High Subsonic Wind Tunnel at ARC
The subsonic tunnel is a recirculating wind tunnel with an optically-accessible 61 x 61 x 122 cm (2 x 2 x 4 ft) test section. The flow speed is continuously variable from 10 to 93 m/s (32 to 305 ft/s). The freestream operating temperature can be maintained within 1°C by a heat exchanger. A hexagonal-cell honeycomb upstream of the test section and high-efficiency turning cascades in each of the tunnel elbows result in freestream turbulence levels on the order of 0.25%. High-porosity screens located downstream of the test section act to catch any debris that may come loose from the test model. The dynamic and static pressures are monitored via pressure taps at the inlet and outlet of the contraction section. Airfoil models are mounted across the tunnel span and supported by 30.5 cm (12 in) diameter ports on either side of the test section (Fig. 1). These ports allow for manual changes to the angle of attack, which is measured using a protractor on the sidewall. The test section floor is also removable to allow for alternate floor configurations.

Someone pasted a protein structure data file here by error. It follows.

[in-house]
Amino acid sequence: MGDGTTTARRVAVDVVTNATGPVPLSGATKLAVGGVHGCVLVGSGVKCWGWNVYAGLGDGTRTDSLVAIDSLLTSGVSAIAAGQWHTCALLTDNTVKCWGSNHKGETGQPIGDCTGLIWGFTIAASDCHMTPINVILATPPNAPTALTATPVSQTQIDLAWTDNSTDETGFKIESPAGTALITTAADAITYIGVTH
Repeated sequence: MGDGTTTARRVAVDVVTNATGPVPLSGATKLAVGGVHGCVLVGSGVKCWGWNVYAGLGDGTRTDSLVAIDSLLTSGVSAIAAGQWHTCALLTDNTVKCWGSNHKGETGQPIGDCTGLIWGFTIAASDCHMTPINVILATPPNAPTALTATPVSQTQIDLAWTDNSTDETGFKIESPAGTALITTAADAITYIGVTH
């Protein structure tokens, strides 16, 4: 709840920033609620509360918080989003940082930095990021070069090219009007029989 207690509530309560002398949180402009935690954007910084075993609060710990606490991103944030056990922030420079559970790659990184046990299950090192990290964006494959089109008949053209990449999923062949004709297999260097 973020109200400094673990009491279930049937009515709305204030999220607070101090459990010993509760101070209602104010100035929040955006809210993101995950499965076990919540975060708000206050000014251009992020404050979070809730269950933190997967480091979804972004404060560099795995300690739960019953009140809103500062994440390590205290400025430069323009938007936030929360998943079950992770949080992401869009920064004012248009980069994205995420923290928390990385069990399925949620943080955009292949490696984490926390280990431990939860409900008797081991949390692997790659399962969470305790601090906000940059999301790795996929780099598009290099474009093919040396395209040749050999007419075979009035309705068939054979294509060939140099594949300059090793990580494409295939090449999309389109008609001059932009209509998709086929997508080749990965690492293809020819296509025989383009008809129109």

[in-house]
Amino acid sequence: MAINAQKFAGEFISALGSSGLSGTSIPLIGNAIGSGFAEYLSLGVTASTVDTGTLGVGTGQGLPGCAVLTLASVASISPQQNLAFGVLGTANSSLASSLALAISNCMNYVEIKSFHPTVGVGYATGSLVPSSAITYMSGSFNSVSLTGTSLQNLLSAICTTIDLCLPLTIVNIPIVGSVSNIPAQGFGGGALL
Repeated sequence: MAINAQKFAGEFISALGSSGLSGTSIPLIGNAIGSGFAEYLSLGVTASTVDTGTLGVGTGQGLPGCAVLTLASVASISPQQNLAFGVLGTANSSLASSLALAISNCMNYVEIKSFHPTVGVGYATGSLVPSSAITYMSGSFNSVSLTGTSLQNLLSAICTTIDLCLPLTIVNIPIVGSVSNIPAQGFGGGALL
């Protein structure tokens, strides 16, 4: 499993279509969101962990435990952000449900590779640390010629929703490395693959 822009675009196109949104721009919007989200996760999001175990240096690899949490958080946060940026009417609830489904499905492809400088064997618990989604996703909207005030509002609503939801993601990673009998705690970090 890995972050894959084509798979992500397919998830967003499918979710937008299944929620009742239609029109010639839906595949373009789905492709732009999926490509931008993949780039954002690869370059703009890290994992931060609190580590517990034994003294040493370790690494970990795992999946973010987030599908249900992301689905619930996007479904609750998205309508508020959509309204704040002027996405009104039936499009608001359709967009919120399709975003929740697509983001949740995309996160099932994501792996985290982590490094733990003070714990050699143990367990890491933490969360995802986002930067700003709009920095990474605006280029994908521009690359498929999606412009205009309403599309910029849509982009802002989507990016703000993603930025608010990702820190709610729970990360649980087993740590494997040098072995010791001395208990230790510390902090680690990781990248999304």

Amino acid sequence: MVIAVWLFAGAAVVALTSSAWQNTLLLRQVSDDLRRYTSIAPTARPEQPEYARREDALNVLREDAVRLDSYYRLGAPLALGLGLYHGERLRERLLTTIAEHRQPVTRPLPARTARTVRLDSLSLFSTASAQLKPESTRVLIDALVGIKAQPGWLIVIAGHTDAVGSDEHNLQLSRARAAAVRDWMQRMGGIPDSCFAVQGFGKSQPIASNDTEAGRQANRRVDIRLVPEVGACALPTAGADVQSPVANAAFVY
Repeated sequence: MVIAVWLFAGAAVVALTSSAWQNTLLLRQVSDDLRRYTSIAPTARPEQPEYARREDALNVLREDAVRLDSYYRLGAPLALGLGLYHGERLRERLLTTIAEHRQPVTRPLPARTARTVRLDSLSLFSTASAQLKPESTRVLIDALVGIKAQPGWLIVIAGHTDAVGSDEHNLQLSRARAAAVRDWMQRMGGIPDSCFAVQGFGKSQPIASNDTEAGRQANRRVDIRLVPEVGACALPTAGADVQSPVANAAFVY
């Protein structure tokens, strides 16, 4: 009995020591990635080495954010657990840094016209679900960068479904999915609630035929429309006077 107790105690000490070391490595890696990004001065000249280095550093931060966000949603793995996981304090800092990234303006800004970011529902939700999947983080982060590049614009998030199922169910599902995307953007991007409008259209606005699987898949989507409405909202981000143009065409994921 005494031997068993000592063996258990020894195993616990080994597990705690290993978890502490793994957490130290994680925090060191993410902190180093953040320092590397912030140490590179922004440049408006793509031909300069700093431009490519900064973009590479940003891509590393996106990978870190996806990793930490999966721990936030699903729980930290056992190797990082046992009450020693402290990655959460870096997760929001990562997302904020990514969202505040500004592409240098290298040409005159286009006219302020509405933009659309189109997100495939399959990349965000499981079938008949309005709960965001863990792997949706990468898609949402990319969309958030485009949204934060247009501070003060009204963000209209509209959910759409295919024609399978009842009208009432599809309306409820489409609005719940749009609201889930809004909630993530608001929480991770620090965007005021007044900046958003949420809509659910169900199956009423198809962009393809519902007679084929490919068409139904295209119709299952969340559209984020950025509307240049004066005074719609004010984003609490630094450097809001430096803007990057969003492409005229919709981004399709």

The facility has recently been used to investigate the effects of nanosecond pulse driven dielectric barrier discharge (NS-DBD) plasma actuation on flow separation over an airfoil in fully-reversed condition, i.e. with sharp-edge leading and blunt-edge trailing. This configuration is representative of the retreating blade side of a helicopter rotor with high advance ratio. Flow visualization is accomplished using two-or three-component particle image velocimetry (PIV). When performing PIV, a LaVision atomizer located upstream of the contraction section introduces nominally sub-micron DEHS seed particles to the flow. The PIV system uses a dual-head Nd:YAG laser rated at 400 mJ/pulse at 10 Hz. A series of spherical and cylindrical lenses forms the laser output into a thin sheet that enters the test section from the top and bisects the section streamwise. Images are captured using one or two 4.2 MP CCD cameras.